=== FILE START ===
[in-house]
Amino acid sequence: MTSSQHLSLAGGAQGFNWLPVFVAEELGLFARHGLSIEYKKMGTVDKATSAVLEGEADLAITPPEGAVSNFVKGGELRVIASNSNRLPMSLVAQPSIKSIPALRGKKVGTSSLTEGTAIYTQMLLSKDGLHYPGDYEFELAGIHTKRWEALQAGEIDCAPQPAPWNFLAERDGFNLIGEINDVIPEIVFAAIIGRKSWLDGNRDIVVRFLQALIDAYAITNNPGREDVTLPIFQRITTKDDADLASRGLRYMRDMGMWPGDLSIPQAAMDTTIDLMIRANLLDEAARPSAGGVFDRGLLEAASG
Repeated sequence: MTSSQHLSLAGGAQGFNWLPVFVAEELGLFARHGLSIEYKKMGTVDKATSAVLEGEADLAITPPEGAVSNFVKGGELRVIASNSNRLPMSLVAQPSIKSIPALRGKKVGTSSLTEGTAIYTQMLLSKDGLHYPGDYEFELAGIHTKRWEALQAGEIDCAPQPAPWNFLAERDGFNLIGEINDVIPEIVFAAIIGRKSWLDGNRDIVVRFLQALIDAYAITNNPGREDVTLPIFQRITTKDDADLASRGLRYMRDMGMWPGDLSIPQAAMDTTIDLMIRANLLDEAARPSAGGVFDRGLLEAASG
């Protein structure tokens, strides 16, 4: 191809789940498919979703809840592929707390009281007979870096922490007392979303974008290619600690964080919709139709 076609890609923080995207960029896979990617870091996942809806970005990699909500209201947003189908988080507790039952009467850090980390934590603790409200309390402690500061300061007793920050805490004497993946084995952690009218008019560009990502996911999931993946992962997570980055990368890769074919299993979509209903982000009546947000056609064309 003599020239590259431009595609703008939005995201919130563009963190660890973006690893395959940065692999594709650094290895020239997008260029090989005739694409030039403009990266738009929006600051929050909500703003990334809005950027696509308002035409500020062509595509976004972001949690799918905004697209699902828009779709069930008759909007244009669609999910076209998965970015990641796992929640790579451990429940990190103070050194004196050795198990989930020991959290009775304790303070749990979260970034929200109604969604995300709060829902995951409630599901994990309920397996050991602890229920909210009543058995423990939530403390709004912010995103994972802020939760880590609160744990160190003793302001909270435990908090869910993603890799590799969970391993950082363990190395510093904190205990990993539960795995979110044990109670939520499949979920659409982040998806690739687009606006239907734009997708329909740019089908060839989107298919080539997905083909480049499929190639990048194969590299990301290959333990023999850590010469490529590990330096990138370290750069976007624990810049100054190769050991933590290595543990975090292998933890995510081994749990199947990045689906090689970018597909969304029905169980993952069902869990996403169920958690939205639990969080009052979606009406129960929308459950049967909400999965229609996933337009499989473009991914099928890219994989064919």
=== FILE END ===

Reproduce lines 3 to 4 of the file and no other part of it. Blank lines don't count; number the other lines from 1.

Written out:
Repeated sequence: MTSSQHLSLAGGAQGFNWLPVFVAEELGLFARHGLSIEYKKMGTVDKATSAVLEGEADLAITPPEGAVSNFVKGGELRVIASNSNRLPMSLVAQPSIKSIPALRGKKVGTSSLTEGTAIYTQMLLSKDGLHYPGDYEFELAGIHTKRWEALQAGEIDCAPQPAPWNFLAERDGFNLIGEINDVIPEIVFAAIIGRKSWLDGNRDIVVRFLQALIDAYAITNNPGREDVTLPIFQRITTKDDADLASRGLRYMRDMGMWPGDLSIPQAAMDTTIDLMIRANLLDEAARPSAGGVFDRGLLEAASG
């Protein structure tokens, strides 16, 4: 191809789940498919979703809840592929707390009281007979870096922490007392979303974008290619600690964080919709139709 076609890609923080995207960029896979990617870091996942809806970005990699909500209201947003189908988080507790039952009467850090980390934590603790409200309390402690500061300061007793920050805490004497993946084995952690009218008019560009990502996911999931993946992962997570980055990368890769074919299993979509209903982000009546947000056609064309 003599020239590259431009595609703008939005995201919130563009963190660890973006690893395959940065692999594709650094290895020239997008260029090989005739694409030039403009990266738009929006600051929050909500703003990334809005950027696509308002035409500020062509595509976004972001949690799918905004697209699902828009779709069930008759909007244009669609999910076209998965970015990641796992929640790579451990429940990190103070050194004196050795198990989930020991959290009775304790303070749990979260970034929200109604969604995300709060829902995951409630599901994990309920397996050991602890229920909210009543058995423990939530403390709004912010995103994972802020939760880590609160744990160190003793302001909270435990908090869910993603890799590799969970391993950082363990190395510093904190205990990993539960795995979110044990109670939520499949979920659409982040998806690739687009606006239907734009997708329909740019089908060839989107298919080539997905083909480049499929190639990048194969590299990301290959333990023999850590010469490529590990330096990138370290750069976007624990810049100054190769050991933590290595543990975090292998933890995510081994749990199947990045689906090689970018597909969304029905169980993952069902869990996403169920958690939205639990969080009052979606009406129960929308459950049967909400999965229609996933337009499989473009991914099928890219994989064919």